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Consider an $N\times N$ grid. A path in this grid is understood to be a sequence of moves (left, right, up, down) which connect two spaces on the grid, and which never travels over the same space twice; in other words I consider only non-intersecting paths that can't move along diagonals.

Q1) How many paths are there connecting the top left and bottom right corners of an $N\times N$ grid?

Q2) Given that one space is removed from the grid, how does the number of paths depend on which space is removed?

Q3) Given that multiple spaces are removed from the grid, how does the number of paths depend on which spaces are removed?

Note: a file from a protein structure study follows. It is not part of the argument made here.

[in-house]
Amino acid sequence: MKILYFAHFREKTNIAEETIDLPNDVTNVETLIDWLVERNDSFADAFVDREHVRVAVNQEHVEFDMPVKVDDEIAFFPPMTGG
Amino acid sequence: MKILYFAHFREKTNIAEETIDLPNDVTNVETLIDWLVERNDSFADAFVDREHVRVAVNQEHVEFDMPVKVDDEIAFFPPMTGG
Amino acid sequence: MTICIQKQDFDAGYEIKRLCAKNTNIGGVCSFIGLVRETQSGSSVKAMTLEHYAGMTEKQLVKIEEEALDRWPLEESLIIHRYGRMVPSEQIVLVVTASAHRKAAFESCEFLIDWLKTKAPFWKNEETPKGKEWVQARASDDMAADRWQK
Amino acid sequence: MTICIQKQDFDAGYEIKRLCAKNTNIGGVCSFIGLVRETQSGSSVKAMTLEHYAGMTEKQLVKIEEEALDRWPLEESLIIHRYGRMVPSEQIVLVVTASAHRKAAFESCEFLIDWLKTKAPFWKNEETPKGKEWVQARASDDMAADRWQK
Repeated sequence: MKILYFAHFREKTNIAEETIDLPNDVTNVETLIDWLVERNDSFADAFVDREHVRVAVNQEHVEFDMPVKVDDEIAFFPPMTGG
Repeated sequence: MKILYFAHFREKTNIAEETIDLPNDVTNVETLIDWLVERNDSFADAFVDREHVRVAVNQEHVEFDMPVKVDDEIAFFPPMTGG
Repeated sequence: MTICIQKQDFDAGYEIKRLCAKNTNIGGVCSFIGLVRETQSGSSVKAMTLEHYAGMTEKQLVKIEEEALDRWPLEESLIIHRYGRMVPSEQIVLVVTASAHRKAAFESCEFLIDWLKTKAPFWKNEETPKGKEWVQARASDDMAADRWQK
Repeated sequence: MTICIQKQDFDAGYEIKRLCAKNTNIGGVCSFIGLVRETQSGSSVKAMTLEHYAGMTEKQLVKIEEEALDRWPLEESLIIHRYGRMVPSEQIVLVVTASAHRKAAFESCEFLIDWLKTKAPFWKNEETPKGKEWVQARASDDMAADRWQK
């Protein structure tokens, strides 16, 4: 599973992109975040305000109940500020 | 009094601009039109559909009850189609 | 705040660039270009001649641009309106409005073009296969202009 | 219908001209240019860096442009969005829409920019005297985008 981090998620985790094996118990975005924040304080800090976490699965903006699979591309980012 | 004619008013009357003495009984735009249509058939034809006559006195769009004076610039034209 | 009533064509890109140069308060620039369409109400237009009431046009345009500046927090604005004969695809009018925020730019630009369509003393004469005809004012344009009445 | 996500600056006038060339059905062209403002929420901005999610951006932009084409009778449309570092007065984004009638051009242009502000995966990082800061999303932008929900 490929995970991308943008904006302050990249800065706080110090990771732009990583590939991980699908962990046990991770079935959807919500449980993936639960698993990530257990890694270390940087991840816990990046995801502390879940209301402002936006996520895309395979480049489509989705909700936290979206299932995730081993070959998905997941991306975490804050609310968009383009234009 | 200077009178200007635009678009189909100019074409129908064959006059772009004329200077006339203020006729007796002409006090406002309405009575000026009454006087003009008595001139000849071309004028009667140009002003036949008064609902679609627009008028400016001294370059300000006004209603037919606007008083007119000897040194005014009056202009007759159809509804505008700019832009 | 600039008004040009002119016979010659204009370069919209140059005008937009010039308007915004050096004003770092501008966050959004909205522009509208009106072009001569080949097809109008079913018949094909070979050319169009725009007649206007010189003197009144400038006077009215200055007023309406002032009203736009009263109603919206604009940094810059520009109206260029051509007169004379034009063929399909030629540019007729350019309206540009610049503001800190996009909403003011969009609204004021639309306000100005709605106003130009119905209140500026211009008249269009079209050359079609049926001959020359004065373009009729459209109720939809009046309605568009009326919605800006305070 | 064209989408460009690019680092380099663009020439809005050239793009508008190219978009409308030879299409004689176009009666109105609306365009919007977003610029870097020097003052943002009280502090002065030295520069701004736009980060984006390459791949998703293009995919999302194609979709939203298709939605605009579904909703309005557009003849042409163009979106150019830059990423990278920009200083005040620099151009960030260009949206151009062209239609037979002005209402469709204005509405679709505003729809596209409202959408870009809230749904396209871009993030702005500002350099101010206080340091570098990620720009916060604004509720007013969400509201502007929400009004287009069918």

These questions are easily answered for a $3\times 3$ grid by simply checking every possible case; but I was wondering if there is a better way to go about things for the general situation of an $N \times N$ grid.

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The keyword here is "self-avoiding walk" or "self-avoiding random walk," and as I understand it enumerating them is very, very hard. See en.wikipedia.org/wiki/Self-avoiding_walk . –  Qiaochu Yuan Feb 18 '12 at 22:18

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